Using risk and return as the primary considerations of investors, Markowitz pioneered the modern portfolio theory (MPT), published in 1952 by the Journal of Finance. He continued his work with colleague George Dantzig, where he refined his research on optimal portfolio allocation. His resulting work on graphing the Modern Portfolio Theory (MPT) would later be named the efficient frontier. He went on to receive a Ph.D. in economics and published his new findings on portfolio allocation.

His work earned him the John von Neumann Theory Prize in 1989 and the Nobel Memorial Prize in Economic Sciences in 1990. Almost a decade after Markowitz’s initial publication on MPT, the famous capital asset pricing model (CAPM) was introduced, based on Markowitz’s theory of risk and diversification.

Currently, Harry Markowitz spends his time teaching at the University of California San Diego and consulting at Harry Markowitz Company.

Efficient Frontier

The theory states that a portfolio’s risk can be reduced through diversification. Diversification works by holding many different assets with low or negative covariance. The low/negative covariance reduces the volatility (risk) of the portfolio by eliminating the idiosyncratic risk inherent in individual securities. The MPT takes an aggregate view in that each asset is less important than its impact on the portfolio as a whole.

The theory assumes that investors are risk-averse, meaning that between two portfolios with the same risk, investors prefer the one with a higher return. Because individual investors have different risk tolerances, Markowitz developed the efficient frontier, where each point along the curve represents the optimal asset weightings in a portfolio that gives the highest expected return for the amount of risk. The graph depicts expected return as a function of risk.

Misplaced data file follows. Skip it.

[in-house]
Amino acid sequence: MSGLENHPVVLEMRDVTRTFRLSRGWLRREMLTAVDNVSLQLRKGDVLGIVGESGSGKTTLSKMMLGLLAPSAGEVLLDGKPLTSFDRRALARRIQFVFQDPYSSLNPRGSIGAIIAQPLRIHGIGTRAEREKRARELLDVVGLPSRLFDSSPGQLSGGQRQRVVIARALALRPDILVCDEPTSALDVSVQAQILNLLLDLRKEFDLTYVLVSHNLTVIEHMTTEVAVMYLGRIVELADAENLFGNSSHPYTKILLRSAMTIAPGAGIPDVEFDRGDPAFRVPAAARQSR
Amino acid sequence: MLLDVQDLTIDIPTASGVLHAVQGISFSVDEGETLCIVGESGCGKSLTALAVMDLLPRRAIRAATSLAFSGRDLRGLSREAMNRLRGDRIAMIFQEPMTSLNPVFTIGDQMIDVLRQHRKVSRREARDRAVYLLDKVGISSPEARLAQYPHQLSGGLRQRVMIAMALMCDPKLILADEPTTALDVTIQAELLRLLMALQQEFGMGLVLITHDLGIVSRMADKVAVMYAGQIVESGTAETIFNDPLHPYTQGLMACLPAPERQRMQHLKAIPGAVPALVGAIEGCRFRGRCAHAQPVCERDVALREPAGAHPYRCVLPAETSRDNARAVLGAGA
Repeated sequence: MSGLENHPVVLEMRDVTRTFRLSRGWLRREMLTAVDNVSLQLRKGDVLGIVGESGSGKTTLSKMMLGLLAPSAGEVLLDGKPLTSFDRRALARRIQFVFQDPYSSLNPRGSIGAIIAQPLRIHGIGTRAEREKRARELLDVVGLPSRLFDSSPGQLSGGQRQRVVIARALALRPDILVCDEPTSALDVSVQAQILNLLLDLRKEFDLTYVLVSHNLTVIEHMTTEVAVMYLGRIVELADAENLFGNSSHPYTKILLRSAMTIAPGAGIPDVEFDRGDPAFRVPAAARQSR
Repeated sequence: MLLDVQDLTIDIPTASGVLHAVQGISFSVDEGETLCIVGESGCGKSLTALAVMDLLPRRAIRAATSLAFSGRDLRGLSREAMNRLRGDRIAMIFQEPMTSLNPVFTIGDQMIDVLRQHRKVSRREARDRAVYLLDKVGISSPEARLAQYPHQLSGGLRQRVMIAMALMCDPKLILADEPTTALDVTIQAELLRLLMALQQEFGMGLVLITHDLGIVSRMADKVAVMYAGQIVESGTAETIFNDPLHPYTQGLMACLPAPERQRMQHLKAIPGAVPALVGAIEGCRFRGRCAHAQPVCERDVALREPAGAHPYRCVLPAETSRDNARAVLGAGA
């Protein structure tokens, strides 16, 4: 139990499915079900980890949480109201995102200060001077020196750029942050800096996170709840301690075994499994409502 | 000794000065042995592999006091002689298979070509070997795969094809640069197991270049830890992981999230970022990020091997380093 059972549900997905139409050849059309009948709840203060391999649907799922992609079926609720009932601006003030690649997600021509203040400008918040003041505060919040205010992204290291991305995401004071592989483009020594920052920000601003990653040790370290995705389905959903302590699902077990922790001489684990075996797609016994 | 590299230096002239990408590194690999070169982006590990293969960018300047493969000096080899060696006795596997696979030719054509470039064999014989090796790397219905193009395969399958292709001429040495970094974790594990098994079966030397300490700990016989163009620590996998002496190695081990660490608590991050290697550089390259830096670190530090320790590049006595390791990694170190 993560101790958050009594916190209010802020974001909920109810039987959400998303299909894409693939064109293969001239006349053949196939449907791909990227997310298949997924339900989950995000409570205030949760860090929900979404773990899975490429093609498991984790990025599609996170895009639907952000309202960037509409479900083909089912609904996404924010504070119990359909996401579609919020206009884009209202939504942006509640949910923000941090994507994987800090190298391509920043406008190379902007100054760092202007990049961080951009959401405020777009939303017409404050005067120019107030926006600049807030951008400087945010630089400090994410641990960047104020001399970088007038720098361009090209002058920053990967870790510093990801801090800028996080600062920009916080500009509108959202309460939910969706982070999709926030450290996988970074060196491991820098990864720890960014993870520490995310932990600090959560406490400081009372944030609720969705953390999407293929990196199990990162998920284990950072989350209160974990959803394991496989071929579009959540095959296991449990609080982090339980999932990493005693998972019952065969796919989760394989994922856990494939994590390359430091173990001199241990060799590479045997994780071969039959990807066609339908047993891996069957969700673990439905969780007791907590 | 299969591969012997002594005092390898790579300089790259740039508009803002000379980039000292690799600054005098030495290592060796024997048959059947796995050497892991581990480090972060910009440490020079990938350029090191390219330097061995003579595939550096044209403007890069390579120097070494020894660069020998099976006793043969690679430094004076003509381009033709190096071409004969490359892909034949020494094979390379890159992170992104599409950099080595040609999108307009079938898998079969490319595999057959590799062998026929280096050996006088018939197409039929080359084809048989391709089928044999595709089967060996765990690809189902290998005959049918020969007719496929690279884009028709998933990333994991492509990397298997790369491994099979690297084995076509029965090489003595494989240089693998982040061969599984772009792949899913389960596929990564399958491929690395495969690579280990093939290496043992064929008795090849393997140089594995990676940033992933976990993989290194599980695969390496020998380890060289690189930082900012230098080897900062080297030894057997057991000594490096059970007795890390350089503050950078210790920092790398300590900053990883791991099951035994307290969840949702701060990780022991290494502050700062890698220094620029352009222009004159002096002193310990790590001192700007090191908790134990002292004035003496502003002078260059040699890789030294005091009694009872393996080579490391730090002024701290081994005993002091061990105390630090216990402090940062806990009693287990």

Portfolios towards the right are weighted heavier on risky assets such as stocks and private equity. Portfolios towards the left are weighted heavier on less risky assets such as bonds. The upwards shape of the efficient frontier demonstrates the concept that higher risk comes with a higher return.

Efficient Frontier

Any portfolios on the efficient frontier are better than those under it. In the illustration above, portfolio B is objectively better than portfolio A because it has a higher expected return than portfolio A for the same risk. Such portfolios on the efficient frontier are called the Markowitz efficient set.

The best portfolio allocation on the efficient frontier depends on the level of risk tolerance of the investor. Both portfolio B and portfolio C have the highest return for their given risk. Therefore, we cannot say one is better than the other; investors with higher risk tolerance will like C better, while more conservative investors will like B better.

Capital Market Line

The capital market line (CML) shows portfolios with the best possible balance between return and risk. It is a theoretical idea that stands for all possible combinations of the market portfolio of risky assets and the risk-free rate of return. As this maximizes profit for a given degree of risk, all investors will, according to the capital asset pricing model (CAPM), take an equilibrium position on the capital market line by lending or borrowing at the risk-free rate.